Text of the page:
'I just came back from Seoul and it's the budget-friendly destination you didn't know you needed.'

I've had some truly spectacular travel experiences, but spending five days in South Korea's capital Seoul might be the most magical all-round destination I've had the pleasure of visiting.

From the food to the nature to the incredible mashup of history and extreme modernity, it ticked every box I could possibly want. And basically, I need to yell at you about how great it is. Welcome to that!

If you are looking for a unique holiday experience, but also don't want to break the bank, Seoul should be added to your list immediately. The city offers an absurd amount of cheap or even free experiences, eating out is affordable, and you can waste entire days just wandering around, exploring the many hidden side streets, climbing its peaks and soaking up the city atmosphere.

It's surprisingly easy to get there too, which is obviously a HUGE bonus. Jetstar recently celebrated the one-year anniversary of its three-weekly direct flights from Sydney, announcing that a fourth weekly service and flights direct from Brisbane will begin in February 2024.

Here are my top recs.

Rent Hanboks at Gyeongbokgung Palace.

The history of Gyeongbokgung Palace, in northern Seoul, is really interesting. It was built in 1395 by Korea's Joseon dynasty and served as the home of the royal family and the seat of government, until a fire destroyed it 200 years later. It was restored in the 19th century, but then mostly destroyed again under Japanese colonialism before restoration began once again in the '90s.


These days, it is also a top tourist destination. My favourite part was wandering further into the grounds to see Seoul's mountainous landscape as a backdrop.

As you get close to the palace, you'll start to notice dozens of people walking around in Hanbok – traditional Korean clothing – and probably also notice how GREAT they look. Hanbok are so cute.

Image: Supplied.


Surrounding the palace are many Hanbok rental companies where you can choose your outfit, accessories and even have your hair done in traditional styles. My group visited Seohwa Hanbok, only a minute or two walk from the palace's main entrance, Gwanghwamun Gate.

Not only will you get some epic photos, but even better: wearing Hanbok gets you free entry to wander around the Palace. A double win.

Get lost (and eat) at Gwangjang Market.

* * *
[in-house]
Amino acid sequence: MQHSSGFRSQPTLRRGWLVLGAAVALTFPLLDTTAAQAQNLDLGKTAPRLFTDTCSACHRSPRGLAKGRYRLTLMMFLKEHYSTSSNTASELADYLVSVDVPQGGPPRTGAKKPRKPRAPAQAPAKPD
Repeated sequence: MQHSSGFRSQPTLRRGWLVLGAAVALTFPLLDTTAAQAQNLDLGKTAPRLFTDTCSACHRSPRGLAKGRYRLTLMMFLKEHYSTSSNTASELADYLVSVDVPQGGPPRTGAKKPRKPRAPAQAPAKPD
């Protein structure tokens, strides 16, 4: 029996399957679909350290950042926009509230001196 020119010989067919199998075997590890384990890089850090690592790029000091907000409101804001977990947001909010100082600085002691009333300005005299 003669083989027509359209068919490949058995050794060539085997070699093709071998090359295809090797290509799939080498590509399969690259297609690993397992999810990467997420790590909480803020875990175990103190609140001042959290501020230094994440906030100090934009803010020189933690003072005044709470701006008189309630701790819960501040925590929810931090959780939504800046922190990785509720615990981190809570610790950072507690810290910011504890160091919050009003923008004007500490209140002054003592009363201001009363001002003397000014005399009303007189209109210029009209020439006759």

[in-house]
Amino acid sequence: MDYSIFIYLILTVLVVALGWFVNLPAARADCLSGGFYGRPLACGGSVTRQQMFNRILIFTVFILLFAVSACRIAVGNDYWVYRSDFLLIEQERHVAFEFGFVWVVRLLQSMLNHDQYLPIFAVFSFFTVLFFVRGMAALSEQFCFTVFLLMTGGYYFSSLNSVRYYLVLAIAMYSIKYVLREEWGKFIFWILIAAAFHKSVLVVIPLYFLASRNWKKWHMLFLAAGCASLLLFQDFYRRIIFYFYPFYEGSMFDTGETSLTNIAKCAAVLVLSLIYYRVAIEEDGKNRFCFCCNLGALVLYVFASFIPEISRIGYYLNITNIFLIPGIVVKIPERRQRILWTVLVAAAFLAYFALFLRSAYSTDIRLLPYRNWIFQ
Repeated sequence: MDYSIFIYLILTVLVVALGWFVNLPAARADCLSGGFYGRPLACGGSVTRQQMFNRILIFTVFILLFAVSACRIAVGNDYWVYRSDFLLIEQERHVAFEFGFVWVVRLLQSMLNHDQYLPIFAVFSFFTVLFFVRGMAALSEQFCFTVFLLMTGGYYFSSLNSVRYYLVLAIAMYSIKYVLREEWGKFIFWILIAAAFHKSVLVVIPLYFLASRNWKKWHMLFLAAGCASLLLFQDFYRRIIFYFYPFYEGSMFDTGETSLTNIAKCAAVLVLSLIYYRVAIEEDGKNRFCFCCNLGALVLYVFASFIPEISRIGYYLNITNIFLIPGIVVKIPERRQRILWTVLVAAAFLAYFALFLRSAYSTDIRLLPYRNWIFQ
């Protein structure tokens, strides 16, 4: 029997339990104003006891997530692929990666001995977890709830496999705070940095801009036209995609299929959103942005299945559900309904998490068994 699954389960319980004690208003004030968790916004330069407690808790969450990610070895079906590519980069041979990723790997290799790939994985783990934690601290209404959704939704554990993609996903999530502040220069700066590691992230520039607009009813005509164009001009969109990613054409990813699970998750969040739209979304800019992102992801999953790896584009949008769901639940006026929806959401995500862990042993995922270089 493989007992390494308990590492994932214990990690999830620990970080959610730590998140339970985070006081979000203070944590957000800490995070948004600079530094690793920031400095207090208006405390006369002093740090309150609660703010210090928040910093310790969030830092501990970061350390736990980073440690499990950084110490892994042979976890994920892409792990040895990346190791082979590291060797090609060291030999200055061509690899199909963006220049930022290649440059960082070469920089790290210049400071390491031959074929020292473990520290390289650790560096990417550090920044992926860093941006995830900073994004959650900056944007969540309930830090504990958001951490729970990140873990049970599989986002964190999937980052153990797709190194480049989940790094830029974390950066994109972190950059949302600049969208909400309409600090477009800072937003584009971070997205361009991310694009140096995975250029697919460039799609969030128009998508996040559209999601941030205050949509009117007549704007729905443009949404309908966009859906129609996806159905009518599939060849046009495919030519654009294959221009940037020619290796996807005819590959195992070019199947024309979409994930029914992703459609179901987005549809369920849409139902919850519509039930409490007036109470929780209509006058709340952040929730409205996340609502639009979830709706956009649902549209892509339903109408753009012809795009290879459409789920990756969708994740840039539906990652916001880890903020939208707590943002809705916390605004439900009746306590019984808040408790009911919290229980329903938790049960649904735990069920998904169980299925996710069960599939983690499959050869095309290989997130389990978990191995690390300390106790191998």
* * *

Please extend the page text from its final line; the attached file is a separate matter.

Okay, you're here for the food content, aren't you? I've got you.

Image: Supplied.


Gwangjang Market is one of Seoul's oldest traditional markets. And it's big. No seriously, it apparently houses more than 5000 shops and is visited by 65,000 people a day. That's pretty mind-blowing.

Your best approach is just to ride the mayhem. Take cash, and then try anything and everything that takes your fancy –but especially the market's specialty mung bean pancakes.

I also recommend seeking out Cho Yonsoon's Kalguksi knife-cut noodle stall. It is famous thanks to the Netflix series Street Food: Asia and is INCREDIBLE.

Visit the Starfield Library (and the Gangnam Style statue).

This is the most aesthetically pleasing library you ever will see. 

And to be honest, it's also pretty fun watching people staging full photoshoots of themselves reading (or "reading") the books.

Starfield Library, left, and op op op op oppa Gangnam style, right. Image: Supplied.


Starfield Library is located in Gangnam, which, yes, is the district referenced by Psy in his iconic hit. Speaking of Psy, it's pretty novel to visit the 'Gangnam Style' hands statue, which are in the shape of the iconic pony dance made famous in his music video.

There's even a button you can push to play the song while you take pics, and NO, you are not above doing the 'Gangnam Style' dance over 10 years too late.

Visit a Korean barbecue.

I can't give you any specific recommendations, because there are simply so many. And they're all DELICIOUS.

The best meal I had during my time in Seoul was from a Korean barbecue restaurant that my group just stumbled upon while exploring the alleyways of Insa-dong.

I mean, COME ON:


Drooling. Image: Supplied.

Make sure you order a Soju to accompany your meal.

Hike up to N Seoul Tower.

My must-do in any city I go to is to figure out where its high points are and to make sure I drag myself up one of them. There's nothing cooler to me than seeing a city from above.

N Seoul Tower, located on Nam Mountain in central Seoul, is a key part of the Seoul skyline. It's visible from so, so many parts of the city, so hiking up to the top (it's not super-strenuous, I promise) offers a 360 degree look.